Goya: The Portraits

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The Marchioness of Santa Cruz, Francisco de Goya, 1805
The Marchioness of Santa Cruz, Francisco de Goya, 1805Courtesy of Museo Nacional del Prado, Madrid

A new exhibition, featuring rare and unseen works, traces the evolution of Goya's spellbinding portraits

Who? Francisco Goya (born 1746) is possibly the second most famous artist to come out of Spain after Picasso, but arguably without whom, the latter wouldn’t have existed. Lauded as the first contemporary artist by latter generations, Goya was a self-taught painter who rose through the ranks of the Royal Palace in Madrid, but today is mostly known for his macabre etching series The Disasters of War that depicts the atrocities of the battles between Napoleon and the Spanish, through grizzly beheadings and dismembered corpses strung to trees, or perhaps his Black Paintings that show witches' covens, the heads of babies being bitten off and dogs drowning in quicksand. It has long been argued these fantastical pieces were a result of his combined blindness, deafness and madness, but no one really knows. His later, twisted and dark works were never intended to be shown to the public, but illustrate a man troubled by his surroundings, who sees internal visions that aren’t normal. These later works seem analogue to his joy-filled portraits, giving the impression he was a man of split personalities.

What? Now, a new exhibition at the National Gallery brings together 70 portraits from global collections, many unseen before, to explore the chronology of Goya’s development as a portrait painter to the elite of his time. The first works showcase his initial ambition – tell-tale calling cards with his contact details are subtly painted in to the scenes falling from the artist’s pocket – old school advertising at its best. As his social climbing progresses, his subjects become more at ease and Goya becomes famous for capturing the relaxed, rather charming side to his sitters. A full length portrait of the Duchess of Alba shows just how much his patrons liked him – the eccentric beauty, dressed in diamanté studded gold cloth covered in black netting, subtly points to the sand by her feet, where she's drawn in it “only Goya, 1797”. Perhaps she was referring to him as the only artist worthy of her time, or maybe it alludes to extra-marital goings on. The exhibition charts his move to France, fleeing the Napoleonic rule of Spain, where he begins to paint much more intimate and solemn portraits of his exiled Spanish friends. These works start to show the signs of a man becoming disenfranchised with the aristocracy, as well as someone loosing their sight and with a shaking hand. His final portrait, painted not long before his death, is touchingly of his grandson.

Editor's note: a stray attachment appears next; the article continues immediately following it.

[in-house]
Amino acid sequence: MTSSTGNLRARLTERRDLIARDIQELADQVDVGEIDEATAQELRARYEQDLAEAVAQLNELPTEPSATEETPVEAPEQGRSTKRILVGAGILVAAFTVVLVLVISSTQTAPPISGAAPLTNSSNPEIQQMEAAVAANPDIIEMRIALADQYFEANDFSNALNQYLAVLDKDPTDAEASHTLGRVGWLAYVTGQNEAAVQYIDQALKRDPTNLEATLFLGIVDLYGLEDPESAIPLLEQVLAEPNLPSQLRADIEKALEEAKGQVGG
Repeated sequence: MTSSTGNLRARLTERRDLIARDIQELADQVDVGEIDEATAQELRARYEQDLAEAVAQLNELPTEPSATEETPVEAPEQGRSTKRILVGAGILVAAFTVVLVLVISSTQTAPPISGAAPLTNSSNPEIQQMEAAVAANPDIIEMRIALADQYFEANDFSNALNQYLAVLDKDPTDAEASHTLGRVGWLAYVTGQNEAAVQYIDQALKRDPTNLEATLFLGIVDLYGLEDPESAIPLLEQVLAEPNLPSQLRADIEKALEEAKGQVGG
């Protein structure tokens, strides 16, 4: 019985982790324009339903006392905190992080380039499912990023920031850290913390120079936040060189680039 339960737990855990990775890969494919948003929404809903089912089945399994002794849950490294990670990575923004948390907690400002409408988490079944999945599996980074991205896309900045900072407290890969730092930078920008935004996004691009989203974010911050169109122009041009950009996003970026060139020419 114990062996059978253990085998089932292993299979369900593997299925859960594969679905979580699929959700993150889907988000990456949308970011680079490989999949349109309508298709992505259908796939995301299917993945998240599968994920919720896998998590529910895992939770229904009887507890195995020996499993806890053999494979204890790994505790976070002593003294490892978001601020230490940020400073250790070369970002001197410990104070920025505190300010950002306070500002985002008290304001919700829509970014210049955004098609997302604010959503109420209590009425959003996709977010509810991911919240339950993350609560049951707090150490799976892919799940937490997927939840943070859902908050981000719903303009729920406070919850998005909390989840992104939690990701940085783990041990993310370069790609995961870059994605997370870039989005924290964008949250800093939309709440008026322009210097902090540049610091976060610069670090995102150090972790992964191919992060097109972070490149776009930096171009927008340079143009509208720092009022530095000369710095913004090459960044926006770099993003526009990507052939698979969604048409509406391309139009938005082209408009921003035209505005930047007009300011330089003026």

Why? One stunning and rather intriguing picture in the final part of the show is a self-portrait showing Goya being administered medicine by his physician, who we know from his letters he thanked for saving his life at the time. Painted while delirious from the drugs, the image shows a series of almost Francis Bacon-esque men, leering from the darkness in the background – perhaps clergy preparing his last rites or ghoulish apparitions. It perfectly circumscribes Goya’s nervousness and unease at the time. This work brings together his two different styles in a harrowing vision – portrait meets nightmare. This exhibition, while not including, or even mentioning his later existential works, does hint that while Goya succeeded in his ambitions as a talented court portrait artist, the money and the fame turned out to be not be enough. 

Goya: The Portraits is at the National Gallery until January 10, 2016.